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Readers' Letters

Readers' Letters

Gazette letters: Housing, school runs, cycling, Holloway bridge works and ending child poverty

PUBLISHED: 15:16 23 November 2016 | UPDATED: 17:35 23 November 2016

The empty and eerie Holloway Prison site (Picture: Polly Hancock)

The empty and eerie Holloway Prison site (Picture: Polly Hancock)

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Glenn Tilbrook is right to be annoyed about the run down of council housing and unaffordable prices of houses in London (Gazette, November 10), writes Chris Hignett, Mayton Street, Islington

In the same edition of the Gazette there were two stories that might help solve the borough’s housing problem. Holloway Prison is now closed and Emily Thornberry called for the closure of Pentonville.

At present the government plans to sell the land to private developers, spending the money to build new prisons outside London. There is a real danger developers will build more unaffordable housing. It is estimated flats on the Holloway site would cost £500k – 15 times the average Islington income.

Instead, on the land released by these closures, there is room to provide 1,000 council houses and other much needed community resources – even some green space.

Given many who end up in prison are homeless and have other social needs, would it not make more sense to build homes instead of yet more failing prisons?

The twice-daily chaos across Islington created by the school run must be addressed without further delay, writes Meg Howarth, Ellington Street, Islington.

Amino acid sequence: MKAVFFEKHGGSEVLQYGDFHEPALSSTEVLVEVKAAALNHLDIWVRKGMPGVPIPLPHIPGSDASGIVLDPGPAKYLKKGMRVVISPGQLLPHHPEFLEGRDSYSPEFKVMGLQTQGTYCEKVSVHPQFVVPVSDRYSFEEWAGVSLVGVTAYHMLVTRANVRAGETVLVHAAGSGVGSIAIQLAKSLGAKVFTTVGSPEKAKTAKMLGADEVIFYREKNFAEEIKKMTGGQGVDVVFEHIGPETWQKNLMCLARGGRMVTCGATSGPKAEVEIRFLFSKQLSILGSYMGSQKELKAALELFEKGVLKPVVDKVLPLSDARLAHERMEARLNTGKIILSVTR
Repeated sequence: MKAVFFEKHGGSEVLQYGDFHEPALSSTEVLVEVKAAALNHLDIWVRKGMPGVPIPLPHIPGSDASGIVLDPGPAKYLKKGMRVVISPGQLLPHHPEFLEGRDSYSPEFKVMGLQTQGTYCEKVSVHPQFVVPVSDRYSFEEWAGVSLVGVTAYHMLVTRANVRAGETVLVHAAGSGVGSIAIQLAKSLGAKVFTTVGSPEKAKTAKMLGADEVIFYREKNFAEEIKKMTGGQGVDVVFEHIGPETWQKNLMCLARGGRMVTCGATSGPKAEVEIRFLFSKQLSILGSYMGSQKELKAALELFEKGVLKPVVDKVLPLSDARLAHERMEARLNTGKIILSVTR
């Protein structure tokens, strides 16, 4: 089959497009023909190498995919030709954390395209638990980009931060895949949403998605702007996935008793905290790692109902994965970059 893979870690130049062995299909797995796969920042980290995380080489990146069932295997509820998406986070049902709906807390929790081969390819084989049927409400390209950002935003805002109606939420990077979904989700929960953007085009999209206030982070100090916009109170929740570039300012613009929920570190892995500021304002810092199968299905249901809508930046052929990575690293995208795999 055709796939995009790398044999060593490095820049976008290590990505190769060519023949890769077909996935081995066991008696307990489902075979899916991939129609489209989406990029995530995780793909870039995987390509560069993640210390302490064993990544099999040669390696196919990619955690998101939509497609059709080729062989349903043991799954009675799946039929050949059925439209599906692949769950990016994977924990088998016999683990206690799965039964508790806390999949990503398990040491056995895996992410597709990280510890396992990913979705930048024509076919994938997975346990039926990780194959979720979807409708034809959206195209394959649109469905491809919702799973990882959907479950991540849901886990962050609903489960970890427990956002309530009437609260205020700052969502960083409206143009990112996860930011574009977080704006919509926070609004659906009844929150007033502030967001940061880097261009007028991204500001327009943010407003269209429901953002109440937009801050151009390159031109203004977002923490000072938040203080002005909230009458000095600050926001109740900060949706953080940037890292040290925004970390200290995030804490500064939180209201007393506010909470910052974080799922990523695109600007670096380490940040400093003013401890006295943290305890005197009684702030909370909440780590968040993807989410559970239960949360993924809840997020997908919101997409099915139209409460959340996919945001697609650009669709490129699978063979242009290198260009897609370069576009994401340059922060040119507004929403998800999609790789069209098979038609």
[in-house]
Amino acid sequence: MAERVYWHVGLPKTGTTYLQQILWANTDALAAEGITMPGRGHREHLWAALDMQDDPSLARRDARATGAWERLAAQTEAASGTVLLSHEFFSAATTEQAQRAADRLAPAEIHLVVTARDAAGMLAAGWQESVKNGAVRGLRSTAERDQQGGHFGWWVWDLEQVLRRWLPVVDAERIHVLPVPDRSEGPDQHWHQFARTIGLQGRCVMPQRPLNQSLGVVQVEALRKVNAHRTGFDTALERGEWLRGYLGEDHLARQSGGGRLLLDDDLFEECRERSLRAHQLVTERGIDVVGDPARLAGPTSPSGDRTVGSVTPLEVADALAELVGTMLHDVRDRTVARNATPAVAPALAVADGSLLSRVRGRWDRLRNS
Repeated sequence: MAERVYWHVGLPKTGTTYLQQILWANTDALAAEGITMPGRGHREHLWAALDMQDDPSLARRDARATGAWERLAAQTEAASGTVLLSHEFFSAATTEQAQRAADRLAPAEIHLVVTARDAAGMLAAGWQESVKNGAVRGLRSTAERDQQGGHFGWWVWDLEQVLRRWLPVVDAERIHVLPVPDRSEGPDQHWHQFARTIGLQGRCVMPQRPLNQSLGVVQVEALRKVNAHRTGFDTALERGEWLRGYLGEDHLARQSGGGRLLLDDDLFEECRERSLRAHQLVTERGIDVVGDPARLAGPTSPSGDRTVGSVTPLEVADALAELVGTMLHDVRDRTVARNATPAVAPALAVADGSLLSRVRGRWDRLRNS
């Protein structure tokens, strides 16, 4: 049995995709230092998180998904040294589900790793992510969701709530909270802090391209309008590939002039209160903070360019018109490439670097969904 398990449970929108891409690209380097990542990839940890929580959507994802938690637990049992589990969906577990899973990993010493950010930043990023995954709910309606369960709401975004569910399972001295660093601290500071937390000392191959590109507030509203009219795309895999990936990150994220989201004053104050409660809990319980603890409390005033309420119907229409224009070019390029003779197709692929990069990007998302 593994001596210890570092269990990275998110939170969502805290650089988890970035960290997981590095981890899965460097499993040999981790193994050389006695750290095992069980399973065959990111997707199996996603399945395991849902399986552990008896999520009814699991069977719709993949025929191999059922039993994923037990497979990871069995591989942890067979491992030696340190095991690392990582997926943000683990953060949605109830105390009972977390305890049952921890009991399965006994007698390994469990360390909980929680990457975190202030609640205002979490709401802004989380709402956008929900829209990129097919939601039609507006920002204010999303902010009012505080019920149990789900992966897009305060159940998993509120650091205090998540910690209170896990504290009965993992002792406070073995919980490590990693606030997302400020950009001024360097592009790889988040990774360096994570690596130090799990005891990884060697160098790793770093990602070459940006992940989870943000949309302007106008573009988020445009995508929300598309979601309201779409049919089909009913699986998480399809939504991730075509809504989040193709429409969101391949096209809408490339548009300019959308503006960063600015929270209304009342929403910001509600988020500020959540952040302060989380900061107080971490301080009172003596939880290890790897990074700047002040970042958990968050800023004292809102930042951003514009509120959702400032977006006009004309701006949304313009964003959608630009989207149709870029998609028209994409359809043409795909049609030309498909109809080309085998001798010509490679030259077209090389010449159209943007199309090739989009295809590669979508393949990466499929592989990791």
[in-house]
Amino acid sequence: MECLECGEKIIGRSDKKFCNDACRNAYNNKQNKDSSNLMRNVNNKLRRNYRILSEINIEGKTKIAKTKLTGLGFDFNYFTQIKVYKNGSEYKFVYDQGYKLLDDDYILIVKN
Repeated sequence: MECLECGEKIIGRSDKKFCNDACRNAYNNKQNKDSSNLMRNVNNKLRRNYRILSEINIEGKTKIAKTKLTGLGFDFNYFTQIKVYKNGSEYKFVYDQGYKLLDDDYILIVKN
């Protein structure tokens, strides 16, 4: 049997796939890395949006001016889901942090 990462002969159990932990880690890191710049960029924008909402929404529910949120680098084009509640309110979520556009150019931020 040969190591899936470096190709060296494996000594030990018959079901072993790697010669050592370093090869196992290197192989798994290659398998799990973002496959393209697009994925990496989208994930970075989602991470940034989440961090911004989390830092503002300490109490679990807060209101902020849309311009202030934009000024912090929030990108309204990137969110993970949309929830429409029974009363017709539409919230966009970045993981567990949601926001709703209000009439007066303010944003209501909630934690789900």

It’s dangerous, damaging to health and the environment, unsustainable, and on such a scale council officers can’t enforce the law some parents wantonly breach in front of school staff.

Officers can’t cover all the school sites in the borough, particularly in the face of cuts, so asking they patrol at drop-off and collection times is unrealistic. It’s also passing the buck.

What’s needed is that politicians, school heads and governors come together to acknowledge the problem the borough faces and devise ways of encouraging parents to adopt active-travel plans for pupils. It’s noticeable, for example, the cycle-racks installed with considerable fanfare at the opening of St Mary Magdalene Academy, Liverpool Road, have remained overwhelmingly unused since the school opened several years ago. At the time planning permission was sought, residents were saying the school would attract local children who lived within walking or cycling distance so parents wouldn’t be dropping off children by car. Ha!

Ironically, it’s cyclists and children – particularly babies and toddlers in buggies at exhaust-pipe level – who are particularly vulnerable. Do parents realise exhaust fumes can be worse inside a vehicle than out as filthy air is sucked in through air-vents? Or that children are potentially subject to irreversible reduced lung capacity as a result of the matter being spewed out in exhaust emissions? Or that Islington has shocking rates of asthma and COPD (chronic obstructive pulmonary disorder)?

Islington could learn from Edinburgh, which is about to implement permanently what began as an experiment in August 2015: car-free zones around six primary schools. There is no human right to drive a car. Safe, clean, healthy routes to local schools are what Islington’s children deserve.